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Less Than 30 Percent Of Chicagoans Who Asked For Lead-Testing Kit Got Results, Officials Say

Data gathered as part of a study of 510 homes found that 22 percent of residences with new water meters had elevated levels of lead, the mayor’s office announced last week.

Less than 30 percent of Chicago residents who asked city officials for a water testing kit had not received their results after 3 months.
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CITY HALL — When Mayor Lori Lightfoot halted the installation of water meters in Chicago homes after city officials found elevated levels of lead in more than one in five metered homes they tested, she urged worried residents to test their water.

But less than 30 percent of Chicago residents who asked city officials for a kit to do just that during the past three months have received their test results, according to data provided to The Daily Line by the Department of Water Management.

Of the 7,364 kits residents requested between April 1 and July 1, residents returned 3,695 to the Department of Water Management. However, city sent results to only 2,188 households, records show.

Kits returned to city officials are sent to an outside lab for processing. Water Department spokesperson Megan Vidis said she did not know how long it took on average for city officials to get results and send them to residents.

“Turnaround time varies based on the availability of the lab,” Vidis said.

In addition, Vidis said she did not know how many kits were waiting to be tested.

“This number fluctuates daily with demand and the capacity of the lab which is also processing results from other locations,” Vidis said.

Chicago residents can also schedule an appointment to have a Department of Water Management representative to come to their home to take water samples.

The kits include three sample bottles. One is for water collected after the water has been off for six hours. Another for water collected after the source runs for three minutes. The third is collected after five minutes. Results — identified by block rather than individual address — are posted online.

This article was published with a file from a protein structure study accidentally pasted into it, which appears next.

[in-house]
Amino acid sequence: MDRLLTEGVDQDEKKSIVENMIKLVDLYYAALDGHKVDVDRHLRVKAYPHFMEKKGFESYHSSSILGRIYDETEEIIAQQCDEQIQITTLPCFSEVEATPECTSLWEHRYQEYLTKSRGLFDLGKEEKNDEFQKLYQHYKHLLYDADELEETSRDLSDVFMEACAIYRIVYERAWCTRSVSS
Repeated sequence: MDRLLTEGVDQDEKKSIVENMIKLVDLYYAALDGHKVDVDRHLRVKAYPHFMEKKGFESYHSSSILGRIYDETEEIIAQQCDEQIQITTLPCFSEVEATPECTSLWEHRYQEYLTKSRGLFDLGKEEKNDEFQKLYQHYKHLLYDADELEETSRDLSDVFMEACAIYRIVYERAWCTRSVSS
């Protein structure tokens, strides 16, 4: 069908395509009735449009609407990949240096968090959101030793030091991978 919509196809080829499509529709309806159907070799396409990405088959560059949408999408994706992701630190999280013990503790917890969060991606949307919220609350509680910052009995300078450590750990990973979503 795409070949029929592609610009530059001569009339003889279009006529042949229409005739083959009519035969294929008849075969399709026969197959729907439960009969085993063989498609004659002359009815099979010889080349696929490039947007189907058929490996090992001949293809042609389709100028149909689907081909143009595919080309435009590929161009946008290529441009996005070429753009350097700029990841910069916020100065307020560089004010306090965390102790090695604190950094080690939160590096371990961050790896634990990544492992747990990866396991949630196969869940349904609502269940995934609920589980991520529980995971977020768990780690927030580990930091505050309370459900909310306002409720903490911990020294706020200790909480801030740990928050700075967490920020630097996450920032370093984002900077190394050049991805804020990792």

Homes that have a meter or have water that has tested positive for elevated levels of lead can request a free filter set, which includes a water pitcher and six cartridges to remove lead.

Only 10 percent of eligible homes have made that request, officials said.

Data gathered as part of a study of 510 homes found that 22 percent of residences with new water meters had elevated levels of lead, the mayor’s office announced last week. Of those homes, 7.1 percent had lead levels above the 15 parts per billion action level set by the federal Environmental Protection Agency.

Lightfoot said the city’s water is safe and officials are investigating the source of the elevated levels of the brain-damaging chemical for which there is no safe amount in drinking water, according to the Environmental Protection Agency and the U.S. Centers for Disease Control and Prevention.

The EPA requires water agencies to act to reduce lead when more than 10 percent of tap water samples exceed the lead action level of 15 parts per billion. Chicago has met that standard annually based on a sample of homes tested by officials, a point city officials have repeated.

The Tribune reported in 2013 that EPA researchers found the installation of meters and the replacement of water mains were linked to high amounts of the toxin, because lead pipes that are disturbed by street or plumbing work can release the material into the water supply.

For nearly 100 years, city law required that lead pipes be used to funnel water to single-family homes and small apartment buildings. Federal law banned the use of lead pipes in 1986, when it was discovered that they could cause brain-damaging toxins to leach into the water. The city considers water delivery pipes – or service lines – to be the responsibility of the property owner.

Residents concerned about lead levels should flush or run water continuously for five minutes after it has been stagnant for six hours or more to reduce lead levels and exposure, city officials said.